The county also monitors the air. At one of Pinellas County's air quality monitoring sites they don’t measure all pollutants either.
The monitoring sites only check these air pollutants that are a part of the EPA’s air quality standards:
- Particulate matter (PM10 and PM2.5)
- Carbon monoxide (CO)
- Nitrogen dioxide (NO2)
- Sulfur dioxide (SO2)
- Lead (Pb)
While the sites don’t monitor every potentially harmful particle in the air, Pinellas County Air Quality Control Division Manager Sheila Schneider said it’s still the county’s job to make sure the air is clean.
But she emphasizes they don’t actually test the air.
“The testing that we do is not related to finding problems at a specific source,” Schneider said.
When asked who finds those specific problems, Schneider elaborated. “Consulting firms. We’re a regulatory agency. And I’m not saying we can’t do anything about it, but we are tasked with making sure the facilities that have permits stay in compliance with those permits,” she said.
Childs Park is home to several industrial facilities.
Out of the five companies with air permits in the Childs Park industrial corridor, two handle either used oil or petroleum.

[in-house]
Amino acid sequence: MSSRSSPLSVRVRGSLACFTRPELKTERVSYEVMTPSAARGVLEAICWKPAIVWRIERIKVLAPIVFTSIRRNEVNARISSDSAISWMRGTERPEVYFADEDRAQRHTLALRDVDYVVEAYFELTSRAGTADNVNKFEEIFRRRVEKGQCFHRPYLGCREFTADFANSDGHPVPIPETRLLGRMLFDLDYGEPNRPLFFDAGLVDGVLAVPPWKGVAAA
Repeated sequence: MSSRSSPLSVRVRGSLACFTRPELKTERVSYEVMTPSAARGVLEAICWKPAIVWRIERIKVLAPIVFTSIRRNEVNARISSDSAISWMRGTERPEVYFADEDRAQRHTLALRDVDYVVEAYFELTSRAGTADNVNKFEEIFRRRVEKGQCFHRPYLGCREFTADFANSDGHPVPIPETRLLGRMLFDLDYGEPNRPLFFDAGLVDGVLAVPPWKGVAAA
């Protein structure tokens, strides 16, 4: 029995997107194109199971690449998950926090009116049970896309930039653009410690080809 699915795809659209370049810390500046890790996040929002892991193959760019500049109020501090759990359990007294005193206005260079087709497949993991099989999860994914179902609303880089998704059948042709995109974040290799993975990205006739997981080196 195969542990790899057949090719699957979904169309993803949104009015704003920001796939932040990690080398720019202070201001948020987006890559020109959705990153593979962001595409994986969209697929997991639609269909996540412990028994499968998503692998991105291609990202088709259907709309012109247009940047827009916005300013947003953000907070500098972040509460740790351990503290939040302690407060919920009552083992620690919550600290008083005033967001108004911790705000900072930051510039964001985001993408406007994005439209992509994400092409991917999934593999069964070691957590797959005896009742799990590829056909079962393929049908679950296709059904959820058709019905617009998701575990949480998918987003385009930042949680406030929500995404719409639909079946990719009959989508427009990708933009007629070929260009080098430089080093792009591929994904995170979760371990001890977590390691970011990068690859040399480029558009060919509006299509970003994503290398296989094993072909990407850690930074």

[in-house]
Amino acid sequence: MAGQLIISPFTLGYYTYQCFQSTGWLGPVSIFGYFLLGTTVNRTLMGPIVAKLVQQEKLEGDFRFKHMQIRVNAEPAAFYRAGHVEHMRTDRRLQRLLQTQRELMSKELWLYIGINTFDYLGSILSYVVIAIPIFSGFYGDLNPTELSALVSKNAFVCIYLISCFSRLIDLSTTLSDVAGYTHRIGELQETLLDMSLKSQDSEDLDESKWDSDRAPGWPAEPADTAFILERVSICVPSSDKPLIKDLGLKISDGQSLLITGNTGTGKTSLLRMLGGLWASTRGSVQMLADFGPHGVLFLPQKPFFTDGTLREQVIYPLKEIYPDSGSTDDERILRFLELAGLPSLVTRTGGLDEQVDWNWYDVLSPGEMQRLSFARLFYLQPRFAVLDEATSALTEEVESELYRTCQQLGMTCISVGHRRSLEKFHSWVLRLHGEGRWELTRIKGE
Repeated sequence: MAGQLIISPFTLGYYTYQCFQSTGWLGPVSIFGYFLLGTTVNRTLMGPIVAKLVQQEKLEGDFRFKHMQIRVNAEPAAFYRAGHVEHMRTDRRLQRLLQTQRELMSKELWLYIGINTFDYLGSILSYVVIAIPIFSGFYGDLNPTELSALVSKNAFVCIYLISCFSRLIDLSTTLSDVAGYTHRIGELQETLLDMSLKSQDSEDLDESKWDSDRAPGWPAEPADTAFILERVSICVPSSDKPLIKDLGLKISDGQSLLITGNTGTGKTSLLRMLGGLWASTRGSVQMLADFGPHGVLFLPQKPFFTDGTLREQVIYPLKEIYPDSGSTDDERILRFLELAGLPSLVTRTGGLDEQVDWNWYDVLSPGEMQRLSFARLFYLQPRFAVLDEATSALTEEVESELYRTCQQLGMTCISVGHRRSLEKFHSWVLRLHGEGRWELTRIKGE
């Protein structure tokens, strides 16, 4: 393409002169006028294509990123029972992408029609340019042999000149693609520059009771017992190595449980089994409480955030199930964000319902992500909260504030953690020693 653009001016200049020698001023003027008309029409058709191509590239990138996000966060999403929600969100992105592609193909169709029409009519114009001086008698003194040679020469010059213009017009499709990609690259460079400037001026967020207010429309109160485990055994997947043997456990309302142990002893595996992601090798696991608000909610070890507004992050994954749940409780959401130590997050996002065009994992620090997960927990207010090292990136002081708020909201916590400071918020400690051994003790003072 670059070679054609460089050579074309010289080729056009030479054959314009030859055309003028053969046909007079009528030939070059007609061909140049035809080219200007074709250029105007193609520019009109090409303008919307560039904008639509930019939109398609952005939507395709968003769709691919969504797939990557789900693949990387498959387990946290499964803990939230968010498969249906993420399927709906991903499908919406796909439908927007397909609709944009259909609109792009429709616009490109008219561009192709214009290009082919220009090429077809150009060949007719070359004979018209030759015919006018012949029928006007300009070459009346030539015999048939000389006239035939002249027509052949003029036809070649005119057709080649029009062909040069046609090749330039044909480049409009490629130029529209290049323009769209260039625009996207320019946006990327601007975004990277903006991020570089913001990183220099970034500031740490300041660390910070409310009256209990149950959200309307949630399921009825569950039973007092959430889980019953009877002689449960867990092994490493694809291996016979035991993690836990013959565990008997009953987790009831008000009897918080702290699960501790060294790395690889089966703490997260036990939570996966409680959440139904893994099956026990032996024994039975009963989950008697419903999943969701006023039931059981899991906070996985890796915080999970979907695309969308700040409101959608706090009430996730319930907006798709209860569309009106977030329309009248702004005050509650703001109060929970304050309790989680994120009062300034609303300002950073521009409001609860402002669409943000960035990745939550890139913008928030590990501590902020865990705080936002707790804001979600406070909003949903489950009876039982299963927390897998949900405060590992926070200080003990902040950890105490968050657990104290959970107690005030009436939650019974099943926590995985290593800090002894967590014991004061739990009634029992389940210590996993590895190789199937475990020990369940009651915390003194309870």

According to the county’s odor complaints from the last year, one company was listed several times.
In one odor complaint from October 2022, an air quality division inspector detailed how he traced a reported natural gas smell in the neighborhood back to Howco Environmental Services. The inspector said he “instantly got hit with a very potent dose of the same odor.”
The company responded to that complaint saying, “On the date of the observed complaint, HOWCO was in process of testing the effectiveness of various process improvements that were made in our continuing effort to minimize and/or eliminate any potential odors from being generated as a result of our water treatment process. On or about October 3rd, 2022, HOWCO contracted with an outside consulting firm that specializes in waste water treatment. The objective was to review/audit our internal procedures and processing equipment to ensure we are performing best practices and that our process equipment was operating effectively and efficiently.”